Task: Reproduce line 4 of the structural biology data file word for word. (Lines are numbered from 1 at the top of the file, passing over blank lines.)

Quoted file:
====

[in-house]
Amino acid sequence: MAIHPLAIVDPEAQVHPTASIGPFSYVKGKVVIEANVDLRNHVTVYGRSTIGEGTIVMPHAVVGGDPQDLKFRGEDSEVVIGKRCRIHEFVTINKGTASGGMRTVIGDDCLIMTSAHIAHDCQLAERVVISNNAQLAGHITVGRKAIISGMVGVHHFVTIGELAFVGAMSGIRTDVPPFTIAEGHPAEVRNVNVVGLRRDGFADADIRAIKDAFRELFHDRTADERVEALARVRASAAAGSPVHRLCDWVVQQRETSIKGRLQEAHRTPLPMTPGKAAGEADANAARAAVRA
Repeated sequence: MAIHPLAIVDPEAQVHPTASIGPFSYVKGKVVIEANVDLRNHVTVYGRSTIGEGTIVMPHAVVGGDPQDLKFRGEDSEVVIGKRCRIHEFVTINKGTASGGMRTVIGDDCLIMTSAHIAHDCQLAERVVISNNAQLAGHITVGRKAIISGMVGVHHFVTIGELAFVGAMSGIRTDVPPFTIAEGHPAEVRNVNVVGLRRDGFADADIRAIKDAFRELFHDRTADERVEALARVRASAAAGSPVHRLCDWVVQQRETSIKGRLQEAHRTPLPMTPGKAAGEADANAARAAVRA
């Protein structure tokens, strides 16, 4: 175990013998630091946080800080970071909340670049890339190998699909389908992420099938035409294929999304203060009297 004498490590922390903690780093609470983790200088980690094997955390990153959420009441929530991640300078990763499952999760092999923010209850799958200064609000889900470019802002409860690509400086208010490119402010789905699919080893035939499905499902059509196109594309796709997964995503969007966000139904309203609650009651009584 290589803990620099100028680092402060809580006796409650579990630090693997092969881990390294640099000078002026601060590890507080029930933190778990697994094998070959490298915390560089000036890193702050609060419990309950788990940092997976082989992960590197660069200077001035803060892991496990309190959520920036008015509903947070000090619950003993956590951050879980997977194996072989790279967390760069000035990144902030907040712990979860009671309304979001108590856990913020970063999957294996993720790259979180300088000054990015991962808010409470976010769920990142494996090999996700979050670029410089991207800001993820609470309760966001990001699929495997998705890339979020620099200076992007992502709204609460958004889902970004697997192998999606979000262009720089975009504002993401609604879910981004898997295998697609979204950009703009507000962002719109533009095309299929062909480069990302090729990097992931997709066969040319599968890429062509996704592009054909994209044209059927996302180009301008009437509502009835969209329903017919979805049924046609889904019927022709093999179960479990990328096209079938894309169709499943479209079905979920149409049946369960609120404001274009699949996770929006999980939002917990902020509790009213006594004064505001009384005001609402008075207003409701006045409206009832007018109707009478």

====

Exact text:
């Protein structure tokens, strides 16, 4: 175990013998630091946080800080970071909340670049890339190998699909389908992420099938035409294929999304203060009297 004498490590922390903690780093609470983790200088980690094997955390990153959420009441929530991640300078990763499952999760092999923010209850799958200064609000889900470019802002409860690509400086208010490119402010789905699919080893035939499905499902059509196109594309796709997964995503969007966000139904309203609650009651009584 290589803990620099100028680092402060809580006796409650579990630090693997092969881990390294640099000078002026601060590890507080029930933190778990697994094998070959490298915390560089000036890193702050609060419990309950788990940092997976082989992960590197660069200077001035803060892991496990309190959520920036008015509903947070000090619950003993956590951050879980997977194996072989790279967390760069000035990144902030907040712990979860009671309304979001108590856990913020970063999957294996993720790259979180300088000054990015991962808010409470976010769920990142494996090999996700979050670029410089991207800001993820609470309760966001990001699929495997998705890339979020620099200076992007992502709204609460958004889902970004697997192998999606979000262009720089975009504002993401609604879910981004898997295998697609979204950009703009507000962002719109533009095309299929062909480069990302090729990097992931997709066969040319599968890429062509996704592009054909994209044209059927996302180009301008009437509502009835969209329903017919979805049924046609889904019927022709093999179960479990990328096209079938894309169709499943479209079905979920149409049946369960609120404001274009699949996770929006999980939002917990902020509790009213006594004064505001009384005001609402008075207003409701006045409206009832007018109707009478």